3D printing with metals is not new. But the range of metals that can be 3D printed is increasing quickly. We recently told you about a laboratory breakthrough that allows 3D printing of liquid metal structures at room temperature, something that makes many readers think of the film, Terminator 2: Judgment Day. Closer to immediate and useful reality, industrial 3D printer supplier ExOne has added iron infiltrated with bronze, and bonded tungsten, to the range of metal and ceramic powders that can be used with its multi-material M-Flex machines.
One of the main reasons the company has seen demand for using iron to 3D print parts instead of its existing stainless steel is its lower cost, Rick Lucas, ExOne’s CTO, told Design News in an interview. Iron costs about 25 percent as much as stainless steel. The cost ratio of materials to total part cost also depends on part size: When making parts smaller than the size of the human hand, materials cost is only about 10 to 15 percent of total part cost.
The range of metals that can be 3D printed is increasing quickly. ExOne has added iron infiltrated with bronze (shown here) and bonded tungsten to the range of metal and ceramic powders that can be used with its multi-material M-Flex machines.
But as parts get larger, materials can be more than 30 percent of the cost. "That's significant," Lucas told us. "You won't find stainless steel in a lot of industrial applications like automotive parts, machine tools, heavy equipment, and support structures. That's where iron is needed, for both cost and strength." Instead, the main use for stainless parts now by ExOne's customers is impellers and abrasive-type pumping applications.
To develop bonded tungsten for 3D printing, ExOne collaborated with a contract design and manufacturing company called rapid prototype + manufacturing (rp+m). rp+m provides rapid prototyping, additive manufacturing, rapid manufacturing, and 3D printing and scanning in-house. In this project, the two companies focused on the design of 3D-printed products for use in protecting people and their environments from ionizing radiation. Along with its partner, Radiation Protection Technologies, rp+m produces these bonded tungsten products as bundled solutions that replace lead in medical imaging and aerospace.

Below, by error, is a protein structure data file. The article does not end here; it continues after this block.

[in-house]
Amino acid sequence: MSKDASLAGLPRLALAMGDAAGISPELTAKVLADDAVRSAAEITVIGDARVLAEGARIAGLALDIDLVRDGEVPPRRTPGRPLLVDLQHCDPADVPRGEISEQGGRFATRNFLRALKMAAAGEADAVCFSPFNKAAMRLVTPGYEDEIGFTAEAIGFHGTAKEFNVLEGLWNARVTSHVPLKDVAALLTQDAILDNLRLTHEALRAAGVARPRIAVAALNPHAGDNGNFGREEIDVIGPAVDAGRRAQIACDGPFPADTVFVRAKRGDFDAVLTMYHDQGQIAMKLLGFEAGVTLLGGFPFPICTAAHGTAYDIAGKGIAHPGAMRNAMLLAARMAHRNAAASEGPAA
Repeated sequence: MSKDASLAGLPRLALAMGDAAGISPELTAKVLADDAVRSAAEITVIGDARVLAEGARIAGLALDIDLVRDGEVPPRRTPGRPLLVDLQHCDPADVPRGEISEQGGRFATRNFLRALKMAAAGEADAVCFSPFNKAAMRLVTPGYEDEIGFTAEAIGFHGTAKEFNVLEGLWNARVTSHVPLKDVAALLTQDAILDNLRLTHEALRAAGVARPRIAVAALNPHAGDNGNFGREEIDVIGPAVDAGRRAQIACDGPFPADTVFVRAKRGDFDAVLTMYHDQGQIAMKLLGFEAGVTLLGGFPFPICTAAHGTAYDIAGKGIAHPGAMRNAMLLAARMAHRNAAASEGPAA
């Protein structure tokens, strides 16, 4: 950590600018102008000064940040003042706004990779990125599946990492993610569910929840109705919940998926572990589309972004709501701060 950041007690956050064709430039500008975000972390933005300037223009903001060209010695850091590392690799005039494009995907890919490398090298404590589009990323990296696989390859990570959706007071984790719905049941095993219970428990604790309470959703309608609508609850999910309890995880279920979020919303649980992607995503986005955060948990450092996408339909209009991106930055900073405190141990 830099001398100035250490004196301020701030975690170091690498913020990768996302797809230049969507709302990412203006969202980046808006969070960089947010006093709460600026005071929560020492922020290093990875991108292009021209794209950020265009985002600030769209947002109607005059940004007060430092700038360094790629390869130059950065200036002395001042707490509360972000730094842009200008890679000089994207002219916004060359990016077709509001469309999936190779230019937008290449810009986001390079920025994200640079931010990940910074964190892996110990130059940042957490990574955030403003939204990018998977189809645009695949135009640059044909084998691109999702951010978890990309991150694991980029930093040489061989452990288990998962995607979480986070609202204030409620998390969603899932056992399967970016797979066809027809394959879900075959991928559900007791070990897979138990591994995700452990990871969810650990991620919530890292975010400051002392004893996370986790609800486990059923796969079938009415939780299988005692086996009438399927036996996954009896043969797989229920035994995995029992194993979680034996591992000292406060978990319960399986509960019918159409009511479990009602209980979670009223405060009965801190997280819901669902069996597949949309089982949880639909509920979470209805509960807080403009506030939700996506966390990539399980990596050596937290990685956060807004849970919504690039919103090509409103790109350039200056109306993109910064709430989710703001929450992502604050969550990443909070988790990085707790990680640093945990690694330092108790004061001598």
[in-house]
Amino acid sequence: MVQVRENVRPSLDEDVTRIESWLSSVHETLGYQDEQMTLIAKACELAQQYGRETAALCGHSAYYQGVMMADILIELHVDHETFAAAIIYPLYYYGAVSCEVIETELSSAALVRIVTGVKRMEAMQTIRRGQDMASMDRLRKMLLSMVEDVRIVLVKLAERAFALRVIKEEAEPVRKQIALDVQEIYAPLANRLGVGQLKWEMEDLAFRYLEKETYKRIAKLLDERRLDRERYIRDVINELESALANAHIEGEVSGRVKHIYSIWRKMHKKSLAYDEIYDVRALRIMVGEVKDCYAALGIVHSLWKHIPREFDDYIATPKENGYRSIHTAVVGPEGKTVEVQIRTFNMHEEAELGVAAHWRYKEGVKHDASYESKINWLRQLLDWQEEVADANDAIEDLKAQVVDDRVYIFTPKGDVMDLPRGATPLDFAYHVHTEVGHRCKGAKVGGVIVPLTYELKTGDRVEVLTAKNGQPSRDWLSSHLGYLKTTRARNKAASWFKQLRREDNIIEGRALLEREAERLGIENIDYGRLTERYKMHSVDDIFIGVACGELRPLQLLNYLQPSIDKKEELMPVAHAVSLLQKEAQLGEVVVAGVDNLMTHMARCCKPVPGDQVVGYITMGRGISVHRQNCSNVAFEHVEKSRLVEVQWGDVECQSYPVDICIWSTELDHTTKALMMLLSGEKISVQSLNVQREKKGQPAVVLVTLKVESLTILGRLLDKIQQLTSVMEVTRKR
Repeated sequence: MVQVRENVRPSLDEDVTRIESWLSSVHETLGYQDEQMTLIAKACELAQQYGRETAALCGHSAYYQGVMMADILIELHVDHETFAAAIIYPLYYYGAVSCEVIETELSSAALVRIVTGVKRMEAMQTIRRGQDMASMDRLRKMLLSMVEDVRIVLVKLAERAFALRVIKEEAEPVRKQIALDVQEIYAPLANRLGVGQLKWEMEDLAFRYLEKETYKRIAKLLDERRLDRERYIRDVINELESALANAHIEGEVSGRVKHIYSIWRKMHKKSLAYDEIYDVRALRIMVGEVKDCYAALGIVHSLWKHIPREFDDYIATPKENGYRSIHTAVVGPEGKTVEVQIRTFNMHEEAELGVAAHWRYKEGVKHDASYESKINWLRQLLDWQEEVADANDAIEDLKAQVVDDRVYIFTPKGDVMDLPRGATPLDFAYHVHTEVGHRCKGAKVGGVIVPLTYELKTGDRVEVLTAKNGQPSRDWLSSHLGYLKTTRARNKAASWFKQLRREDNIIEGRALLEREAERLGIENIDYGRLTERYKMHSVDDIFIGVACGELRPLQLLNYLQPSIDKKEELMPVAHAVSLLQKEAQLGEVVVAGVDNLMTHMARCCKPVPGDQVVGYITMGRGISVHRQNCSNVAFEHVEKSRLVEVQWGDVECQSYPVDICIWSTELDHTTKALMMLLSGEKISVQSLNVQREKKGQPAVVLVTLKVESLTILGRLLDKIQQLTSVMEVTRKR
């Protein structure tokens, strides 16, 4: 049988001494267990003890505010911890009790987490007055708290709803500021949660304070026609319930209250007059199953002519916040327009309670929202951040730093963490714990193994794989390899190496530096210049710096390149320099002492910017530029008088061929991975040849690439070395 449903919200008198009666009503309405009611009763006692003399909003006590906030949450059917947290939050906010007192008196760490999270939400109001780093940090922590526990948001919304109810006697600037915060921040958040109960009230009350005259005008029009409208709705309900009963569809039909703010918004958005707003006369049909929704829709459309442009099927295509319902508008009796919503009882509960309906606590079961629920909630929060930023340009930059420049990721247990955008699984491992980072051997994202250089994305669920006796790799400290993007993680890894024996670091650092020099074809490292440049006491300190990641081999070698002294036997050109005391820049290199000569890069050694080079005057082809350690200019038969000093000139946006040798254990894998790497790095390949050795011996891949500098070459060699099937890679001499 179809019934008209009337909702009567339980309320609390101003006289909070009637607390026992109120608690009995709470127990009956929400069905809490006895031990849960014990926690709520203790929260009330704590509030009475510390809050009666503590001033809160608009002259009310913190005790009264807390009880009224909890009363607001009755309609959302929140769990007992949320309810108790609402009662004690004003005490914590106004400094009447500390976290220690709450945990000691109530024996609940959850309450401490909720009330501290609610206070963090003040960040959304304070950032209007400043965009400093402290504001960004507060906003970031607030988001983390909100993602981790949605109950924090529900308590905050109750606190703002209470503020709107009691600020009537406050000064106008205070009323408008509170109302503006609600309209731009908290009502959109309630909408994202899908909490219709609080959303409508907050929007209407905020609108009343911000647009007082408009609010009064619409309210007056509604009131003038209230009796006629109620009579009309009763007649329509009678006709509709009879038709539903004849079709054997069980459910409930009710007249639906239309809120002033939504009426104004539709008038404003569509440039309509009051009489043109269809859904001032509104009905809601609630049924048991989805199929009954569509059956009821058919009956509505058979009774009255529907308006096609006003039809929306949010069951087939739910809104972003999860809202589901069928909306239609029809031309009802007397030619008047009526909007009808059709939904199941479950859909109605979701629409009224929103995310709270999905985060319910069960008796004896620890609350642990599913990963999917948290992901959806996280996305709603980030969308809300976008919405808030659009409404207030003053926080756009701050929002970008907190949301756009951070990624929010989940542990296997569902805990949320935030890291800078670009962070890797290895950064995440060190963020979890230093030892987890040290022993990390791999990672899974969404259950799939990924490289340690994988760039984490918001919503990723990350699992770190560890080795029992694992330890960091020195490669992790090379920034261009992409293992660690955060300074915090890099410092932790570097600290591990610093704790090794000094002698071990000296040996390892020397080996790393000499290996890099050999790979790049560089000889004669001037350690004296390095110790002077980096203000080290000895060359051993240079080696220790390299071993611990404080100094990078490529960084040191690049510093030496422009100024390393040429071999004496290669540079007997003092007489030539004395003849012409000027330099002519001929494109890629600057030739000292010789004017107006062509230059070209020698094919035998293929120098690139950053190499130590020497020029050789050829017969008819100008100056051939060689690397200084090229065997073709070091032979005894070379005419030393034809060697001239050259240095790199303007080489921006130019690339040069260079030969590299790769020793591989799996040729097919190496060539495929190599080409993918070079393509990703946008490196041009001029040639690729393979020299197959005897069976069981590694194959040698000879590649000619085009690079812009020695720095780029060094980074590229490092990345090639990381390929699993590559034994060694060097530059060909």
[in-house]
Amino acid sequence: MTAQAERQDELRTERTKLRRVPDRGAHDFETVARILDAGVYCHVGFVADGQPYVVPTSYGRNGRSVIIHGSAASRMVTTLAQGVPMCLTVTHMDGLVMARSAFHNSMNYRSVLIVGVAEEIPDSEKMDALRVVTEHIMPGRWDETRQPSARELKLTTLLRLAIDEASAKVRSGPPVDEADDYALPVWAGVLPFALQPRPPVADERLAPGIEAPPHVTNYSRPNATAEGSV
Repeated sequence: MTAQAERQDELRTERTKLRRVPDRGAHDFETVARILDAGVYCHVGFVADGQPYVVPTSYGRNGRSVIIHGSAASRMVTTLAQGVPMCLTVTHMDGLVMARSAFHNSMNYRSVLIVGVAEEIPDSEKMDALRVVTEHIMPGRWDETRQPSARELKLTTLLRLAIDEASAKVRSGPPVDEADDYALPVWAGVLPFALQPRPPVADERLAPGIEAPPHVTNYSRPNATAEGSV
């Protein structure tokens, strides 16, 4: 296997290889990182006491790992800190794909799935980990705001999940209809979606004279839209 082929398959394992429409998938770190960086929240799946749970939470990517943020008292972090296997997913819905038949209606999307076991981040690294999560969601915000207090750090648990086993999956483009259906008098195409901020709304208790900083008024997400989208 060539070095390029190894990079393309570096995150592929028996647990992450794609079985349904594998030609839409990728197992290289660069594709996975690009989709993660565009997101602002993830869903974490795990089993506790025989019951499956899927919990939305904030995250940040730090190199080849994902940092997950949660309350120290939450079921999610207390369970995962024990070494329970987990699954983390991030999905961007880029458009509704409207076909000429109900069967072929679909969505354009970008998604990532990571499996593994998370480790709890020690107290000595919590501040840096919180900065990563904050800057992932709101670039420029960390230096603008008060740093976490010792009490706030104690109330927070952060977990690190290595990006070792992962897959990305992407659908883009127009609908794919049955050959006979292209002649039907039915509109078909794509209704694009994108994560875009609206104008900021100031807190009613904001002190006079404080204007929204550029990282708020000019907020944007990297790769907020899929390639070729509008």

ExOne is also offering two new binders, sodium silicate and phenolic, as alternatives to furan. Phenolic binder is used with ceramic sand for 3D printing molds and cores, used in the sand molding and casting industry. "Depending on the shape and geometry of the part, you may need something stronger than furan," said Lucas. Phenolic creates a higher strength mold or core, allows higher heat alloys to be cast, and reduces the amount of expansion of the mold or core, improving casting quality. Customers in the hydraulic equipment, heavy equipment, and pump industries, as well as aviation and automotive, requested this new binder material. The sodium silicate binder is a greener alternative to furan, reducing fumes and gas during casting.
All of ExOne's 3D printers, including M-Flex, employ a print head that distributes the binder via jetting it into beds of specially formulated materials. The M-Flex build chamber measures 400 mm x 250 mm x 250 mm (15.7 inch x 9.8 inch x 9.8 inch), and achieves speeds of up to 30 seconds per layer. It's designed for manufacturing either short runs or prototypes of metal parts.
Currently available materials for the M-Flex include silica sand, ceramic sand, stainless steel, glass, copper, iron, and tungsten. The goal is to make at least one new material class available every six months, Lucas told us.
The company's internal Material Applications Laboratory is currently working on several other materials in different stages of development. These include alumina, silicon carbide, chromite, titanium, graphite, zirconia, inconel, aluminum, tool steel, and magnesium. "We designed the M-Flex to print multiple materials, as well as let users change settings to optimize them for their specific needs," said Lucas.
ExOne was one of a few 3D printer makers, including Stratasys and 3D Systems, chosen as initial members of the US government-sponsored National Additive Manufacturing Innovation Institute (NAMII).